While the photo industry defines facial recognition as the camera’s ability to rapidly focus on faces in a composition, for the rest of the world it’s more about matching a face in one image or real life to another one.
And it’s not Canon, nor Nikon nor even Google which leads the field, but electronics company NEC – recognised as producing the world’s most accurate Facial Recognition algorithm by the leading authority on the sector, the US National Institute of Standards and Technology.
NEC markets its Facial Recognition technology to governments and security organisations, with the pitch that ‘the fingerprint is no longer enough’ and the future of public security lies in facial recognition that ‘can capture data from great distances without alerting or intruding on subjects’.
It’s sounds a bit creepy, with sceptics no doubt feeling that, if in the wrong hands, this technology could be pretty Orwellian. But NEC is also trialling the algorithm in applications unrelated to security, by attempting to identify historically significant individuals from photos.
NEC’s Neoface Reveal algorithm was used in a trial with the Australian War Memorial (AWM) to unlock the mystery of ‘lost Diggers’ from the Western Front in World War 1.
The original images were taken in 1916 by a French husband and wife duo, the Thuillier family, in their home village of Vignacourt, just behind the Western Front battle lines in northern France. The images are part of almost 4000 glass negatives uncovered in a wooden chest in the attic of the Thuillier’s former farmhouse, almost a century after the photos were taken at the height of the Great War.
The photos were taken on glass, printed with an oil-and-water technique onto postcards, and then mailed home so soldiers could maintain a link with their loved ones in Australia.
The images, known as the Thuillier Collection, featured soldiers from all over the world. Businessman and philantropist, Kerry Stokes, purchased around 800 glass-plate negatives featuring Australian diggers, and generously donated them to the AWM in Canberra.
Experts at the AWM attempted to identify Australian soldiers in the Vignacourt Collection upon its arrival in Australia in 2012. A national roadshow of the images entitled Remember Me: the lost diggers of Vignacourt, which toured Australia from 2014 – 2018, then invited the public to identify potential relatives in the photos.
These efforts returned around 150 verified matches, a number which was matched by NEC Australia in just two days back in March.
Hundreds of potential matches from the Vignacourt Collection were uncovered by cross-referencing the photos with official WWI portraits from two AWM collections. The NEC Neoface Reveal tech can ‘turn poor quality images into evidence’, by adjusting sharpness, contrast and brightness, and also correcting poses to create a frontal face image, or generating a frontal face image composite using a series of angled face photos. It then uses ‘facial forensic image processing’ to establish potential matches.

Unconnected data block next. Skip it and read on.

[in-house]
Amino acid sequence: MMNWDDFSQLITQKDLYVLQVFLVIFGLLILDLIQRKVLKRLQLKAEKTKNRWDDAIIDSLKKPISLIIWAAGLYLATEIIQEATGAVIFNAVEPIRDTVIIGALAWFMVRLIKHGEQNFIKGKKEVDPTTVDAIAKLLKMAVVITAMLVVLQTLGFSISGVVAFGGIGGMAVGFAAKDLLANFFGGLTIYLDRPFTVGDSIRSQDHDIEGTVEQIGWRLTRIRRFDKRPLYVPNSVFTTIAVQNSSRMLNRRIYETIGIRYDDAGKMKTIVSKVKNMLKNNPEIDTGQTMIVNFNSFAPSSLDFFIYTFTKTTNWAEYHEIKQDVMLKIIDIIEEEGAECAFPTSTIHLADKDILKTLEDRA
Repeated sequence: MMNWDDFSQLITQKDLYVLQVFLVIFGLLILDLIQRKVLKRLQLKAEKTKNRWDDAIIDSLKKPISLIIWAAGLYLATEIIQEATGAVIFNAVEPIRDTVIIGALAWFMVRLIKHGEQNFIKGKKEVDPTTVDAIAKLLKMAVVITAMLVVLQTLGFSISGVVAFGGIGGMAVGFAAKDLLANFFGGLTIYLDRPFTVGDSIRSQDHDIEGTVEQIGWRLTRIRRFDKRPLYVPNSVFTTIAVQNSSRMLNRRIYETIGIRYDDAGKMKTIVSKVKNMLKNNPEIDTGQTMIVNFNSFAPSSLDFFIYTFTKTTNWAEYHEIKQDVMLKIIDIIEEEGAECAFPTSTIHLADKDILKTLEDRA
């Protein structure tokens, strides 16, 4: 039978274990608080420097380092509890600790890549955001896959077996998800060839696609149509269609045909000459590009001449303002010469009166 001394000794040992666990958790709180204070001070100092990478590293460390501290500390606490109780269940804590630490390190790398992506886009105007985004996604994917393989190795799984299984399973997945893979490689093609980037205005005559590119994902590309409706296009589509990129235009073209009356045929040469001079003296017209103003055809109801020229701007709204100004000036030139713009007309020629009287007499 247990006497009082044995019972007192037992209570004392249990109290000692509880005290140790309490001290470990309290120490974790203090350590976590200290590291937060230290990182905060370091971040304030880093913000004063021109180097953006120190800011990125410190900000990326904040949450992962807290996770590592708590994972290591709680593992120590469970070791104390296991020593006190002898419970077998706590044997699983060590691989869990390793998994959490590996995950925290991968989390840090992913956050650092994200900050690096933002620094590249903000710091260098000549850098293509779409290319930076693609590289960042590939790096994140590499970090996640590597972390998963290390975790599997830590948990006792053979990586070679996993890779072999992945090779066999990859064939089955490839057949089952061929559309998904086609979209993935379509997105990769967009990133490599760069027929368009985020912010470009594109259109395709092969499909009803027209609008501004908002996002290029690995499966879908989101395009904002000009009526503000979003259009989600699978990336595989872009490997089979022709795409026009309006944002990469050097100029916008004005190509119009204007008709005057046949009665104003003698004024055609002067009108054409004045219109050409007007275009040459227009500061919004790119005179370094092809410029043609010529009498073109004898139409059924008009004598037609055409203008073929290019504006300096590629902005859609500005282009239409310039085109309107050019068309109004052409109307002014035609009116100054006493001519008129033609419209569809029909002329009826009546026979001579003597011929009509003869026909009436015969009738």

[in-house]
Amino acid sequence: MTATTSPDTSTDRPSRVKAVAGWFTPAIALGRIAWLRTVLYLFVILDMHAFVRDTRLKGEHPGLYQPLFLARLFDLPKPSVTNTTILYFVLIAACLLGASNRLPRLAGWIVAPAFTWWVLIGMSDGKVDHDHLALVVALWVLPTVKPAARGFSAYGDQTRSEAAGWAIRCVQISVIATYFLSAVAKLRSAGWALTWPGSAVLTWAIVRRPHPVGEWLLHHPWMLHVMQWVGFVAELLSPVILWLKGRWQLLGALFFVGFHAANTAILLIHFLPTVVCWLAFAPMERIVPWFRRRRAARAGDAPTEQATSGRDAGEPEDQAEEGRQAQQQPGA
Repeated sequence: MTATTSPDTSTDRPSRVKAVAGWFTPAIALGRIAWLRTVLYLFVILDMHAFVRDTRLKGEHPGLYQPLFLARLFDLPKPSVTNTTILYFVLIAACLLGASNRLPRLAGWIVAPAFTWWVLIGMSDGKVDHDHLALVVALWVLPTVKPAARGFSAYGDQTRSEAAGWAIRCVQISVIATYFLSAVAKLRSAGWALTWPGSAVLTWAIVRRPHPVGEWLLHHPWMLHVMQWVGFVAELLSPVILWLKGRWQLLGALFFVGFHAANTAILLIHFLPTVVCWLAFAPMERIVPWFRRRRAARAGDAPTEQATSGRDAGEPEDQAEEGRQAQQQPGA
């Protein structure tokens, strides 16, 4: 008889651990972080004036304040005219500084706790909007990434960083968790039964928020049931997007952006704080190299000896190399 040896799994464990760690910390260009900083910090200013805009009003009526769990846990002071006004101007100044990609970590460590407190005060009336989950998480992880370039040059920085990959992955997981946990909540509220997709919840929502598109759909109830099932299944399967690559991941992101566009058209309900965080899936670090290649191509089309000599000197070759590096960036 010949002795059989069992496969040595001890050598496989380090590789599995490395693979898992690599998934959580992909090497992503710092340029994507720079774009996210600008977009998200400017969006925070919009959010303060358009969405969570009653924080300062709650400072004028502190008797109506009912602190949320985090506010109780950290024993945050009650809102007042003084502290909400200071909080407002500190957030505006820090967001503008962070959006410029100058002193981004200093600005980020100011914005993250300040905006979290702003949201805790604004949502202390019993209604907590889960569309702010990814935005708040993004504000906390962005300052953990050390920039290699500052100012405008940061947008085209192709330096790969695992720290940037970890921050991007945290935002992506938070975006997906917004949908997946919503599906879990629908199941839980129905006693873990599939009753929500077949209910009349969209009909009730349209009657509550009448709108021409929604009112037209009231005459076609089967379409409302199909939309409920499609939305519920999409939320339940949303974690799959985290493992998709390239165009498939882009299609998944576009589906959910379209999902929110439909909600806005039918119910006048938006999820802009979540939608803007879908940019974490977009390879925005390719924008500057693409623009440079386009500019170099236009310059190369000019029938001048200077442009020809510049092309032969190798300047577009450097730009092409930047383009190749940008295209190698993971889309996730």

The first was of a Private Robert Deegan, a young soldier whose photograph by the Thuilliers in 1916 was matched with a photo taken a year earlier at a recruitment station in country Victoria. The resemblance is undeniable. Another was Private William Alfred Fitch, a carpenter from Brighton in Victoria who enlisted for the infantry and left for Egypt in 1915. He was reported as killed in action in 1917 during a German shell bombardment at Ypres in Belgium, aged 21.
NEC’s team whittled the potential matches down to the top 376 results, and handed them over to be manually evaluated by the AWM. Of this, the AWM was able to successfully verify 155 matches over 78 hours.
Sylvia Jastkowiak, NEC Australia senior consultant on privacy and security who worked on the project, believes the number of matches may be significantly higher.
‘Time and resource restrictions were the biggest constraint. Researchers were only given 30 minutes to investigate each “match”. Shifting through historical records, sometimes the information you are looking for just doesn’t exist, sometimes it’s incorrect in the records or sometimes you need more time to examine more resources.
‘Despite this, our consensus was that our algorithms work very well with historical records – photographs. This is a completely new area for facial recognition and the possibilities it raises for historical investigations and research, is endless.’
Sylvia said that facial recognition technology hasn’t really been tested with historical photos. Quite possibly because, until now, facial recognition tech hasn’t been accurate enough to turn over matches.
On the AWM’s Remember Me: The Lost Diggers of Vignacourt exhibition page FAQ, likely written prior to the roadshow in 2014, the AWM states this about using facial recognition technology:
‘Contrary to popular belief, facial recognition software is not 100 percent accurate, and when dealing with historical photographs that have wear and tear, fading and other marks, the ability to get an accurate result is even further reduced.
‘Not all photographs are taken in the same way or in the same conditions. Factors such as lighting, exposure, angle of the face, age, and whether the person is wearing a hat or not all contribute to the variances that can make the results inaccurate.’
In just six years, these hurdles no longer appear to be as insurmoutable as they once were!